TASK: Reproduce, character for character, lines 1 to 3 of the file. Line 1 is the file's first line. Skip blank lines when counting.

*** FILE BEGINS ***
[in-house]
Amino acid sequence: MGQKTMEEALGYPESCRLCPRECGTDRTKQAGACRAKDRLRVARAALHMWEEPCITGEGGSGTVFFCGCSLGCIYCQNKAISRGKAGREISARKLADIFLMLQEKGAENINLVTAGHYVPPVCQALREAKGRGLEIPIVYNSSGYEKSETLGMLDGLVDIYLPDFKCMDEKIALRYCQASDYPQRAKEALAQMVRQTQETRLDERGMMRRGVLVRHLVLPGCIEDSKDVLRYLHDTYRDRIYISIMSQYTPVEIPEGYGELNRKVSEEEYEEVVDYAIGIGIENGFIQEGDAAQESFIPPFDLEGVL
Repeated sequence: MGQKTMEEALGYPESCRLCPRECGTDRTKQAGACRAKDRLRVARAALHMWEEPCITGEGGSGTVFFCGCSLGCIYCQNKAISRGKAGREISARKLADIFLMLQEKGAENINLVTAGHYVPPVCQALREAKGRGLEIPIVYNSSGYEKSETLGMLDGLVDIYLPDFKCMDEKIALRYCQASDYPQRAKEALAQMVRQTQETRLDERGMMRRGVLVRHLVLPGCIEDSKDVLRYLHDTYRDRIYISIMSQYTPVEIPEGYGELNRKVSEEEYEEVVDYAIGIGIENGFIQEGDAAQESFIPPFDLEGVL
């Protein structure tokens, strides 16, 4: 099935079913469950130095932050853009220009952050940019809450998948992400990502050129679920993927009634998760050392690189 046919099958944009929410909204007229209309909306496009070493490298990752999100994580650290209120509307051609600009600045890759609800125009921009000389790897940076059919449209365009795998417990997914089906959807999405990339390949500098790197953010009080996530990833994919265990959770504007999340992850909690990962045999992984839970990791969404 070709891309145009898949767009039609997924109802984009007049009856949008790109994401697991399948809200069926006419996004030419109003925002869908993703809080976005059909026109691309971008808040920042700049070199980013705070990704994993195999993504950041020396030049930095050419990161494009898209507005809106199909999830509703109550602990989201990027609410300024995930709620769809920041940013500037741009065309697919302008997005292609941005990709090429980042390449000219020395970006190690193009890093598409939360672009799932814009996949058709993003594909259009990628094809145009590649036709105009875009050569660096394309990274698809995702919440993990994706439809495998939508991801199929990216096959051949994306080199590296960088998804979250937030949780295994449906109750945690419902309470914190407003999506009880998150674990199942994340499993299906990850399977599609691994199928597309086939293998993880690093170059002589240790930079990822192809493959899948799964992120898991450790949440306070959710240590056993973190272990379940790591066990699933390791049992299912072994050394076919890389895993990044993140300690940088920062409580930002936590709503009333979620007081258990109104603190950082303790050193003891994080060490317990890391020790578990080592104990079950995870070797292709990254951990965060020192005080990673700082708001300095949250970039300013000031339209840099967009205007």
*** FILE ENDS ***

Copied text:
[in-house]
Amino acid sequence: MGQKTMEEALGYPESCRLCPRECGTDRTKQAGACRAKDRLRVARAALHMWEEPCITGEGGSGTVFFCGCSLGCIYCQNKAISRGKAGREISARKLADIFLMLQEKGAENINLVTAGHYVPPVCQALREAKGRGLEIPIVYNSSGYEKSETLGMLDGLVDIYLPDFKCMDEKIALRYCQASDYPQRAKEALAQMVRQTQETRLDERGMMRRGVLVRHLVLPGCIEDSKDVLRYLHDTYRDRIYISIMSQYTPVEIPEGYGELNRKVSEEEYEEVVDYAIGIGIENGFIQEGDAAQESFIPPFDLEGVL
Repeated sequence: MGQKTMEEALGYPESCRLCPRECGTDRTKQAGACRAKDRLRVARAALHMWEEPCITGEGGSGTVFFCGCSLGCIYCQNKAISRGKAGREISARKLADIFLMLQEKGAENINLVTAGHYVPPVCQALREAKGRGLEIPIVYNSSGYEKSETLGMLDGLVDIYLPDFKCMDEKIALRYCQASDYPQRAKEALAQMVRQTQETRLDERGMMRRGVLVRHLVLPGCIEDSKDVLRYLHDTYRDRIYISIMSQYTPVEIPEGYGELNRKVSEEEYEEVVDYAIGIGIENGFIQEGDAAQESFIPPFDLEGVL